Peter Trubowitz: Obama's Trench Warfare ... What the Forty-Fourth President Needs to Learn from Van Buren, Hoover and NixonRoundup: Media's Take
Peter Trubowitz is professor of government at the University of Texas at Austin and the author of Politics and Strategy: Partisan Ambition and American Statecraft (Princeton University Press, 2011).
When former British Prime Minister Harold MacMillan was asked what might blow his government’s policy off course, he replied: “Events, dear boy, events.” Obama took office seeking to lighten America’s geopolitical footprint. But many foreign-policy experts now argue that the Arab uprisings are forcing the United States to adopt a neoconservative agenda of democratic regime change in the region—and some have certainly seen the Libyan mission as proof positive of that claim.
Yet if history is any guide, a policy of retrenchment will win out: when the United States does not face a serious geopolitical threat and the president’s party prefers to invest in domestic programs, presidents look for ways to scale back, not expand. Martin Van Buren was the first president to adopt a strategy of retrenchment. Shortly after he took office in 1837, the economy collapsed, forcing Van Buren to play catch up on the domestic front. In sharp contrast to his predecessor, Andrew Jackson, he pursued a foreign policy of restraint. Van Buren opposed territorial expansion and downsized the military, slashing the army’s budget by half and refusing to give the Navy new warships. When opportunities arose for the U.S. to extend its political control beyond its borders, as they did over Texas annexation and insurrection in British Canada, Van Buren rejectedthe pleas of special interests to expand the nation’s footprint. Instead of looking for ways to move foreign policy to the “front burner,” Van Buren did all he could to keep foreign policy on the “back burner.”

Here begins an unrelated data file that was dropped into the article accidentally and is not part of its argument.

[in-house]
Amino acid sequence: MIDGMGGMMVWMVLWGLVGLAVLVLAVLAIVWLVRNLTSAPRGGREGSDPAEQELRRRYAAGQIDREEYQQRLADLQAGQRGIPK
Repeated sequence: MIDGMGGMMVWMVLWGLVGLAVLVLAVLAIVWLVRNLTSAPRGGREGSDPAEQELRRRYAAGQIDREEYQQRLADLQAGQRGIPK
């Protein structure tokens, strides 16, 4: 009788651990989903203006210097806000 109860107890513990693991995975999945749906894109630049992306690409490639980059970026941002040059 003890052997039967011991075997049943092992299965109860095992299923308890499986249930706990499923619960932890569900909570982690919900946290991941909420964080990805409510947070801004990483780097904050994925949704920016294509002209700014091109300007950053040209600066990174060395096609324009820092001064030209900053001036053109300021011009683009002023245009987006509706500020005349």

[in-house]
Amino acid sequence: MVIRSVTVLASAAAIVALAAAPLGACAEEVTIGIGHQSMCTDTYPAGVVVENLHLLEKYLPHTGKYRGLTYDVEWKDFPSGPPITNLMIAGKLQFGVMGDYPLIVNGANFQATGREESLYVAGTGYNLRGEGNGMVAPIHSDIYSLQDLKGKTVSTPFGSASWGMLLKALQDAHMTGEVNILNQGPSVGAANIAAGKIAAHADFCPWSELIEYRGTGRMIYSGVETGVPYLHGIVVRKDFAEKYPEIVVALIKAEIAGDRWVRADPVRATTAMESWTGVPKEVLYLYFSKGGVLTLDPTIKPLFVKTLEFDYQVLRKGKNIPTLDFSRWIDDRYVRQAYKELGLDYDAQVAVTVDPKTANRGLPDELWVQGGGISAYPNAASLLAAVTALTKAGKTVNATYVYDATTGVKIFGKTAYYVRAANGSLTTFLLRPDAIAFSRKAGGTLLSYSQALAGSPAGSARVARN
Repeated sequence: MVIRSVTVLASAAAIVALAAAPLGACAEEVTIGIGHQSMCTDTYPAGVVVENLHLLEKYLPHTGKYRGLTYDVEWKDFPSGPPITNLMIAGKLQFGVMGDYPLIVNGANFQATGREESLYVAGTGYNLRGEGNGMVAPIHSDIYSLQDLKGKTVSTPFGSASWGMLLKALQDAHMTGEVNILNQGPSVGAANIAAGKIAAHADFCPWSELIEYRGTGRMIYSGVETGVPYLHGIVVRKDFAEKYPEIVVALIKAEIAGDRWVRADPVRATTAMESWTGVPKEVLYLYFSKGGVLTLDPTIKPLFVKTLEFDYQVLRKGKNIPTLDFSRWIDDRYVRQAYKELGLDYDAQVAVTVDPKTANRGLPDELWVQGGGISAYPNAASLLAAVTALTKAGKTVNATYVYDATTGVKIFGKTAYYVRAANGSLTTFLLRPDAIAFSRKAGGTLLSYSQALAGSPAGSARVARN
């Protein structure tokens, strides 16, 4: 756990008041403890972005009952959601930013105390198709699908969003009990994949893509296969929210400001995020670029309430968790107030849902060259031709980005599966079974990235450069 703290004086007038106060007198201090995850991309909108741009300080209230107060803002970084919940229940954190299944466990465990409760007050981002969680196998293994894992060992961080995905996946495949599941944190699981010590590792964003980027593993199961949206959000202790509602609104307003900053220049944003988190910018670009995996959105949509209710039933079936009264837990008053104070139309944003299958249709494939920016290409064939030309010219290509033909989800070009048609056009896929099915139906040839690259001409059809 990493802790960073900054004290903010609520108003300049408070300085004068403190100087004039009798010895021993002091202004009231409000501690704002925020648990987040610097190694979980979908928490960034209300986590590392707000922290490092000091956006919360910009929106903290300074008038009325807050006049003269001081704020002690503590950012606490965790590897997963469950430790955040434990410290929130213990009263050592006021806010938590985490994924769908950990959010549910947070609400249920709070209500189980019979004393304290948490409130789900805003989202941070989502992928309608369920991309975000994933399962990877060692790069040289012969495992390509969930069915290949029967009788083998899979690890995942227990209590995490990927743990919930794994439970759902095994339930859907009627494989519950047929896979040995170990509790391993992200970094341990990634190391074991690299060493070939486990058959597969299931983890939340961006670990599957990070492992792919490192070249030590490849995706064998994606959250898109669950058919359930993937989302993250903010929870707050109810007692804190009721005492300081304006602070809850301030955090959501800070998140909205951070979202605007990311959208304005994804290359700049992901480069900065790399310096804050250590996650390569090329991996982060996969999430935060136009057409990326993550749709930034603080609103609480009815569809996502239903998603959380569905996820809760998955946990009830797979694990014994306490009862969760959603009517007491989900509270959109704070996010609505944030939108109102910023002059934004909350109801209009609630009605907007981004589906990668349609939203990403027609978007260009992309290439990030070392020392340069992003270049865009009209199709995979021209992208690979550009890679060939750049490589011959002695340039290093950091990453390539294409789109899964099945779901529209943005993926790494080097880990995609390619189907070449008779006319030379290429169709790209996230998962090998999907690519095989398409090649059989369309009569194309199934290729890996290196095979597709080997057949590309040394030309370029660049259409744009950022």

Van Buren’s situation was comparable to Herbert Hoover’s in the 1920s. Although an ardent internationalist, Hoover also pursued a strategy of retrenchment, scaling back commitments in Europe and Asia. Hoover reigned in military spending at a time when military spending accounted for more than half of the federal budget. In Latin America, he favored a lower political-military profile than Woodrow Wilson had, opting not to manipulate the many foreign crises that arose in the region during his presidency. Hoover relied less on the stick of military coercion and more on the carrot of economic investment, even if those efforts were tempered by his unflinching support for higher tariffs (Smoot-Hawley) on foreign goods.
Richard Nixon is also remembered for pursuing a strategy of retrenchment...
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